Thursday, February 2, 2012

Getting Used to Not Getting Used to Thomas Mann's The Magic Mountain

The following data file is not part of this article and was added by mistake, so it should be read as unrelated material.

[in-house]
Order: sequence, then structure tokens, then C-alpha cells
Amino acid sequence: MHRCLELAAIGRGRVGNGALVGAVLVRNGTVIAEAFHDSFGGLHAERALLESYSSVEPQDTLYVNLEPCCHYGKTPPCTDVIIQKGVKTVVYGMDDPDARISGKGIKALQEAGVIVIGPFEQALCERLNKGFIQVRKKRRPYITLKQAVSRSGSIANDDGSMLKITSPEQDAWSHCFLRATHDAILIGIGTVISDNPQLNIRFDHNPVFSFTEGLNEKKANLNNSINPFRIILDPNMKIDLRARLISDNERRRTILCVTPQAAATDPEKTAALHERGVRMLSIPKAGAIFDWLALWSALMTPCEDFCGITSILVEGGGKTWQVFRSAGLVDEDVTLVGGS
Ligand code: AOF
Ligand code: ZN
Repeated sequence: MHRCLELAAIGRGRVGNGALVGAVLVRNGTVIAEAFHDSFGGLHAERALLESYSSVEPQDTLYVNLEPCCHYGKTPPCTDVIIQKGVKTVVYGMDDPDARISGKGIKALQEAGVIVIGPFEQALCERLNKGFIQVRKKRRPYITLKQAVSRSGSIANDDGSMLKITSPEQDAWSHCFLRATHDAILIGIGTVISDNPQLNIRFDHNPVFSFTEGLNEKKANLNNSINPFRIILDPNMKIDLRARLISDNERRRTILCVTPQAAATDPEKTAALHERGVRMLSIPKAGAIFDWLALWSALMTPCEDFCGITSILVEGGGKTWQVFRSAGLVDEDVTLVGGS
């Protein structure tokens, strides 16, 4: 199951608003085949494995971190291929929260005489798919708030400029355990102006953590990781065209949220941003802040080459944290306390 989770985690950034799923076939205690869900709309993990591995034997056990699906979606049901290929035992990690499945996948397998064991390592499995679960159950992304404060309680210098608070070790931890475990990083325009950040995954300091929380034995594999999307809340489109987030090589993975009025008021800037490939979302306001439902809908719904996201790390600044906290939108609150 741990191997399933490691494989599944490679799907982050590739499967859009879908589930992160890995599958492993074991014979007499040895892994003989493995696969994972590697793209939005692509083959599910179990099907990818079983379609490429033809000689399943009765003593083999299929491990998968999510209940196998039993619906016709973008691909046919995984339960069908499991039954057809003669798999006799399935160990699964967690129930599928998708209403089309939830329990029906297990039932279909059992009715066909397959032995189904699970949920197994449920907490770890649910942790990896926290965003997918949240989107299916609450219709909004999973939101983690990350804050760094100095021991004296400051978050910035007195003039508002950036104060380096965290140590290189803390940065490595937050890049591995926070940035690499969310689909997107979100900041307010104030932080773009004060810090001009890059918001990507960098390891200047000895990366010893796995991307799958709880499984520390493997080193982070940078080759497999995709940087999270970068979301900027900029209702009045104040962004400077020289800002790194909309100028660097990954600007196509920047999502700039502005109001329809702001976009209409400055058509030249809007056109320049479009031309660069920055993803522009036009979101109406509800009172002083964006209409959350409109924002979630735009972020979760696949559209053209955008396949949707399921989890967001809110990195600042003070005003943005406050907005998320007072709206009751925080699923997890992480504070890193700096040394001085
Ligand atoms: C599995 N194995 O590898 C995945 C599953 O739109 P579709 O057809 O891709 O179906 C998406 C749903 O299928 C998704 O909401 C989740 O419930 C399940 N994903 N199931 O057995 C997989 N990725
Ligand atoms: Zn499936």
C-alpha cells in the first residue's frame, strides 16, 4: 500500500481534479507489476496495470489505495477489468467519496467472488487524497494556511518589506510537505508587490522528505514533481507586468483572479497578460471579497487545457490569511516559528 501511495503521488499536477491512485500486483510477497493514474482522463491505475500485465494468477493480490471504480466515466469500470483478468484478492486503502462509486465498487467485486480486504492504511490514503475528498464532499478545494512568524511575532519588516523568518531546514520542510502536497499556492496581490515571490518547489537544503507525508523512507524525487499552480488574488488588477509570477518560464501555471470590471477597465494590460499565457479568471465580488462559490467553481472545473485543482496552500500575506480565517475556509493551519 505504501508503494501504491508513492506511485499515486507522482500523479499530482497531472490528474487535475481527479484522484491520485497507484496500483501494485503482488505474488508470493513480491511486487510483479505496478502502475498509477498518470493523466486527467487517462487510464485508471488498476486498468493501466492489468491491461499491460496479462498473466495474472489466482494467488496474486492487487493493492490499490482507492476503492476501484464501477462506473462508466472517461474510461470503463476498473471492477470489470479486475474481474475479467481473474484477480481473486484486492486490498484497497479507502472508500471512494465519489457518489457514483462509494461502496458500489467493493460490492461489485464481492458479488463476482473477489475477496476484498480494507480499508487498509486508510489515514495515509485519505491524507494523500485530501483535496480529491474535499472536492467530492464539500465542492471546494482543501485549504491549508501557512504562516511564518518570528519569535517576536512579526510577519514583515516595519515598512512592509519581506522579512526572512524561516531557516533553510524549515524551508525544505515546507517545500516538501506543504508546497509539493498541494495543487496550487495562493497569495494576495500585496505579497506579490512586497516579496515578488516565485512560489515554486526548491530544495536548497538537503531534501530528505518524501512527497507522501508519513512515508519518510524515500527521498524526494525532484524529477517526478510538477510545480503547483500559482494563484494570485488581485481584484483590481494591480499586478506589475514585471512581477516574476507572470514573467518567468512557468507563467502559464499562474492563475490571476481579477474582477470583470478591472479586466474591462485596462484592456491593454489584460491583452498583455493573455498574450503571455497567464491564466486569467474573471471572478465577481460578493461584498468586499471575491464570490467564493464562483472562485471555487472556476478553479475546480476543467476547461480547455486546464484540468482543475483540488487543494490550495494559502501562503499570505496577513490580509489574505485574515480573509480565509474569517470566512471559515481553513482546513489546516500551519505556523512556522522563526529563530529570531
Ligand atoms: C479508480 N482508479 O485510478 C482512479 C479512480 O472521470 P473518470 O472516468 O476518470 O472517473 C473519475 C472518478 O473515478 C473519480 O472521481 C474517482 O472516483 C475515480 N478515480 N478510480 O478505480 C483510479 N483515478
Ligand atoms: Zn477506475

All great literature invites and rewards close reading, but only Mann's The Magic Mountain tries to help you read it. Whereas literature generally resists reading, even close reading, Mann's narrator now and then explicates, or makes explicit something about its  form you may have already noticed if you were paying close formal attention.  I don't regard this as a failing of the novel, though at first I thought Mann was overdoing it a bit, providing a laughtrack of sorts telling the reader how to respond (literally "laugh").  In the idioms of the novel, reading is a matter of making its formal, as it were, "acquaintance" (169, 726, 728), (re)acclimating to it (7, 101, 134, 193, 124, 287, 460-62, 598), becoming aware of its modes of "formal address" (731), and "getting used to not not getting used to" (460, 560 461, 574, 689) it.  (All citations to John E. Woods translation, Everyman edition, 2005).  The narrator interrupts the third person narrative now and then (and the author once interrupts the narrator) to speak in the first person plural and make something explicit. For example, the narrator asks “Is it really necessary for us to spell out those private experiences, which both weighed down on Castorp’s days and gave them wings?” (167).  But this "explication" is, to imitate another of the novel's idioms, "a paradoxically unparadox" or "a unparadoxical paradox" (440, 466, 556, 644, 703, 707, 713, 733).  One can follow out  one if its various metaphors for  characters as well as for the novel itself: "blurred" time or personality or "tangle," to take two examples. The narrator's interruptions get looped back into the narrative.  More subtly, some sentences read like metacommentaries on the novel only to be absorbed back into it. Consider, example, this sentence: "In the framework of a week or larger units of time, however, there were certain recurring deviations that made their appearance little by little—one variation might appear, for instance, only after another had repeated itself” (124). One is tempted to classify Mann's style according to the distinctness of various kinds of repetition.  Some non-signifying repetitions might seem almost lazy.  The concierge is always the "limping" (731) concierge; Mynheer Peeperkorn's dimple is always "sybaritic"; Settembrini is always the "organ-grinder,"his manner of speakingalways Stemmbrini’s “graphic” (73, 116, 323, 388, 438, 422, 154, 330). Some repetitions seem like defects (see the bit on music p. 195 and 211—almost identical; or writing a letter on 221 and 223).  Sometimes plot incidents are recalled to the reader explicitly (as when Hans asks Clavdia for a pencil at the Mardi Gras as he had asked the student he had a crush on years earlier).  Other incidents are not (Hans stands over Peeperkorn's corpse in its bed (742) the way he stood over the teenage girl's corpse and the way he stood over his cousin's Joachim's corpse.  But the repetition goes unremarked upon by the narrator). Sometimes the plot makes two incidents parallel but without any comment from the  narrator.  For example, Peeperkorn's incomprehensible speech (Peeperkorn is compared to an orchestra conductor) is repeated literally at the waterfall when he his guest are all "deaf-mutes" (738) because they can't hear him over the thunder of the waterfall.  In both cases, Mann's descriptions of Peeperkorn are hilarious (653; 739-40).  Sometimes incidents seem like literalizations of the novel's departure from the Bildungsroman or adherence it (hard to decide which), as when Hans gets lost in the snowstorm and can make no progress, other as made "false progress," then discovers he has come full circle to the same hut, then cannot get in the hut because it is locked, then has an amazing dream turned nightmare from he has no "genuine awakening" but says three times he will remember it only to have the narrator end the subchapter ("Snow") by gently showing Hans forgetting: "He did justice to his supper. His dream was already beginning to fade. And by bedtime he was no longer sure what his thoughts were" (590).  The novel is strongest in the way it keeps redividing time and undoing hierarchies.  For example, Settembrini, who has been consistently paired and opposed to Nahpta and suddenly paired with Krowkowski, who has been paired similarly with Behrens; this new pairing is  then superimposed over Castorp's two grandfathers, 462. Other plot repetitions don't lend themselves to being read by the narrator, however, as when Nuhpta commits suicide (841), recalling Peeperkorn's suicide (742).  Ditto for Hans' dream returning in the very last sentences of the novel (853) or his singing the same verses from Schubert's Lindenbaum Leid from Die Winterreise he sang earlier in the novel as he engages in trench warfare near the very, very end. There's nothing compulsive about Mann's repetitions.  The narrator's gentle, expansive insistence on the indeterminacy of time ("visit" becomes "residency") and space (the Berghof becomes "home") and difficulty in deciding or resolving major questions, including whether Hans dies in the trenches or survives WWI,  all help you get used to not getting used to understanding the novel, even when the narrator talks explicitly about its theme (not narrating time but about narrating time) and then turns to a metaphor--a "stroll along the shore"--to develop it (641-49).  

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